In any case, current Wildrose education policy as recently announced by the leader mentions testing only to say that current provincial achievement tests should be killed off. While an unspecified replacement is proposed, the replacement is to be developed by "working with teachers." To anyone inclined to interpret this as anything but a union accommodation, note that the process of acquiring insight into what politicians really believe (if anything) requires a certain hermeneutics. One must start with the realization that most political decisions involve some sort of trade-off between interest groups, and that politicians will try to minimize the reality of a trade-off as much as possible in order to be all things to all people. One thus needs to suss out who will get the actual concrete result they have lobbied for, and who will get the dog and pony show. In this case, terminating the PATs is a real substantive victory for the teachers union and the key member of their braintrust on the issue Alfie Kohn. Nowhere in the platform that Wildrose members had an opportunity to vote on is it asserted that the PATs are "outdated" or "inadequate", as current Wildrose policy declares. Indeed, for all the talk about how Wildrose is under the influence of right wing think tanks, axing the PATs is directly contrary to what Michael Zwaagstra has called for at the Frontier Centre. A nod is made towards the annual testing called for by the membership-reviewed party platform, but, again, when applying the principles of politi-speak hermeneutics one must look not for who is getting the "yes" (everybody gets the "yes" from a politician), but for who is getting the "no." In this case, it is clear that the party leadership is trying to give the "yes" to the union lobby to the maximal extent possible that continues to allow deniability that the other side is getting a "no". Where's our standardized testing (full disclosure here: throughout my education career standardized tests were a big boost to my academic record and/or reputation)? "Oh, the tests will remain, in fact the fox is in the henhouse right now developing them!" The proof in the pudding here is the fact that testing opponents actually get argued with instead of quietly accommodated in the remarks of red Tory and current Education minister Dave Hancock, with Hancock fingering anti-testing ringleader Kohn as "dogmatic."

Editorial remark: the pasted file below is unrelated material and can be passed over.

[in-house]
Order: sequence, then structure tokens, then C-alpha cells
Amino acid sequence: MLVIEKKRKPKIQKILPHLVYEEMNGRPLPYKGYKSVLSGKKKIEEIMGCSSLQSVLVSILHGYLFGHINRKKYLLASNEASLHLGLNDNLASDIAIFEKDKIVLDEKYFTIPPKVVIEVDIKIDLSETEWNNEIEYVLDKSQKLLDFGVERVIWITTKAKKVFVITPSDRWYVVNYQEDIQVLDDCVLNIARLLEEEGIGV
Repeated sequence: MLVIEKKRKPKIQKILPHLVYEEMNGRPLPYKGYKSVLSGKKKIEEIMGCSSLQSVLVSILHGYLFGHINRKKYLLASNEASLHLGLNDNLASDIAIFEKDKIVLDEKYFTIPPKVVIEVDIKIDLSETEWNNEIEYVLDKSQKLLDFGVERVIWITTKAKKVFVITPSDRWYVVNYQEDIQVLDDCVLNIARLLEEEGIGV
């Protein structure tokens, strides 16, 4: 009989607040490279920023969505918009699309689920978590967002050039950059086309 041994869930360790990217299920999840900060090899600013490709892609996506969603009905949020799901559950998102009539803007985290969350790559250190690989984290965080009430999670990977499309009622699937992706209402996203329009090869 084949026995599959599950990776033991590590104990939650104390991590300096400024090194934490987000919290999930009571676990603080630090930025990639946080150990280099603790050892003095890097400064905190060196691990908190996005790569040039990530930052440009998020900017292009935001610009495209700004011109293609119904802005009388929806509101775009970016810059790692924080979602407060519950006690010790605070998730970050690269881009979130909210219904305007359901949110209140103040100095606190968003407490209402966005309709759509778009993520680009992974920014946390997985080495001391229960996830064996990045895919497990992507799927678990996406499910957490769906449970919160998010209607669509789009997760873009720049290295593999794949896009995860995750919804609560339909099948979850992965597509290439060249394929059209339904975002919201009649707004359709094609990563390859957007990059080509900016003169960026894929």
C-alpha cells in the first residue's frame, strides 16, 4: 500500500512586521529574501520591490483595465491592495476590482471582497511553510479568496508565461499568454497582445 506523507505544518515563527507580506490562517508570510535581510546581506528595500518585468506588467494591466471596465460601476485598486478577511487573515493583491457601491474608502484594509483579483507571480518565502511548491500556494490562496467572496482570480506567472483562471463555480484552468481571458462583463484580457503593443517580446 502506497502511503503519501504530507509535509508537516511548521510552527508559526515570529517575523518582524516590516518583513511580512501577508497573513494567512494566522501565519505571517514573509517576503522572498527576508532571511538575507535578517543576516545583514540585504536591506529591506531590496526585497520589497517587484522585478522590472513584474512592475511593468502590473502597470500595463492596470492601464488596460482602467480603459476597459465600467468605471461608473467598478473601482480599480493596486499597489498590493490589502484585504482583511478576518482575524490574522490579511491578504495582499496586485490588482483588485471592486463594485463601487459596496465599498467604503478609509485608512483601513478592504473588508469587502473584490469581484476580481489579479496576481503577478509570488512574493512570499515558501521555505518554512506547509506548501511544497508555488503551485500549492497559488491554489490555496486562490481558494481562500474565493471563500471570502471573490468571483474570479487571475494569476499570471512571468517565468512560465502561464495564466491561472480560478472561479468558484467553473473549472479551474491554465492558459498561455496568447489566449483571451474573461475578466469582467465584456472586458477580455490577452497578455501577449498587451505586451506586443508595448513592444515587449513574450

In the photo (right) that Alberta Union of Public Employees' Committee on Political Action released of COPA's meeting with the "Wildrose caucus" on February 23, conspicuously missing is principled conservative Paul Hinman. Heather Forsyth featured in an AUPE press release to help make the union's case against the PC government and at about the same time Rob Anderson appeared in a United Nurses of Alberta release. In January, Danielle Smith had her own meeting with AUPE's president (photo left), with the AUPE subsequently asserting that the Wildrose leader "was receptive to union concerns." In order to advance his thesis that a Wildrose government would take a hard line on unions, AUPE communications person and St Albert-based blogger David Climenhaga was reduced to drawing on a statement by the loser of last year's Wildrose leadership vote, Mark Dyrholm. The result? Wildrose's rise having such a negligible impact on public policy that the union lobby declared victory after the government's February budget: "The budget is something of a victory for [our] coalition"

With respect to Wildrose's post-secondary education policy, it's more financial obligation on the government, less on those who consume a government-subsidized service, and fewer resources for the in-deficit provincial Treasury. The policy calls for mandated tuition caps, a philosophy rather at odds with the idea that the market should determine price levels. A consequence of the cap is that either our universities will have their funding reduced, or the Alberta taxpayer will have to contribute more. Increased tax breaks for private donations are also talked about, but donations of securities, for example, are already tax free.

Don't get me wrong here: there are problems with just demanding more standardized testing, amongst other things. But what's missing is any sign that the union lobbies, and more generally those with claims on the public purse, are going to be challenged.